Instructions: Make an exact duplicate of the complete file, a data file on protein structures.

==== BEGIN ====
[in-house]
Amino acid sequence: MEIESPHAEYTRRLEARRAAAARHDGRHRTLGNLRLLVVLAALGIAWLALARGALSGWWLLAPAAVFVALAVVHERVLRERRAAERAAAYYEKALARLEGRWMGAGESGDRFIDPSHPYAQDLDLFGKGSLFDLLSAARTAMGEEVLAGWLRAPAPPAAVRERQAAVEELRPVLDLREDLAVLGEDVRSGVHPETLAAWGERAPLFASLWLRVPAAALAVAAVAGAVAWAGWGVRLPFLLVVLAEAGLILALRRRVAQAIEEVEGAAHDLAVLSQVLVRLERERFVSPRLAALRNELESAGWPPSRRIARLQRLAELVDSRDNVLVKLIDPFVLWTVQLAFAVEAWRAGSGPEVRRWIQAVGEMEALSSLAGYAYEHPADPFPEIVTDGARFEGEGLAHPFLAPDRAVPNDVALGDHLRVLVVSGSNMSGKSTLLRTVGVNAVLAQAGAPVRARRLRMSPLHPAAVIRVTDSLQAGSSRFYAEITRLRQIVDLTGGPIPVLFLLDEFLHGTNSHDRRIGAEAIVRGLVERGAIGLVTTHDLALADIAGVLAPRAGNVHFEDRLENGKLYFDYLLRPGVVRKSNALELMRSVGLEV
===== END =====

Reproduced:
[in-house]
Amino acid sequence: MEIESPHAEYTRRLEARRAAAARHDGRHRTLGNLRLLVVLAALGIAWLALARGALSGWWLLAPAAVFVALAVVHERVLRERRAAERAAAYYEKALARLEGRWMGAGESGDRFIDPSHPYAQDLDLFGKGSLFDLLSAARTAMGEEVLAGWLRAPAPPAAVRERQAAVEELRPVLDLREDLAVLGEDVRSGVHPETLAAWGERAPLFASLWLRVPAAALAVAAVAGAVAWAGWGVRLPFLLVVLAEAGLILALRRRVAQAIEEVEGAAHDLAVLSQVLVRLERERFVSPRLAALRNELESAGWPPSRRIARLQRLAELVDSRDNVLVKLIDPFVLWTVQLAFAVEAWRAGSGPEVRRWIQAVGEMEALSSLAGYAYEHPADPFPEIVTDGARFEGEGLAHPFLAPDRAVPNDVALGDHLRVLVVSGSNMSGKSTLLRTVGVNAVLAQAGAPVRARRLRMSPLHPAAVIRVTDSLQAGSSRFYAEITRLRQIVDLTGGPIPVLFLLDEFLHGTNSHDRRIGAEAIVRGLVERGAIGLVTTHDLALADIAGVLAPRAGNVHFEDRLENGKLYFDYLLRPGVVRKSNALELMRSVGLEV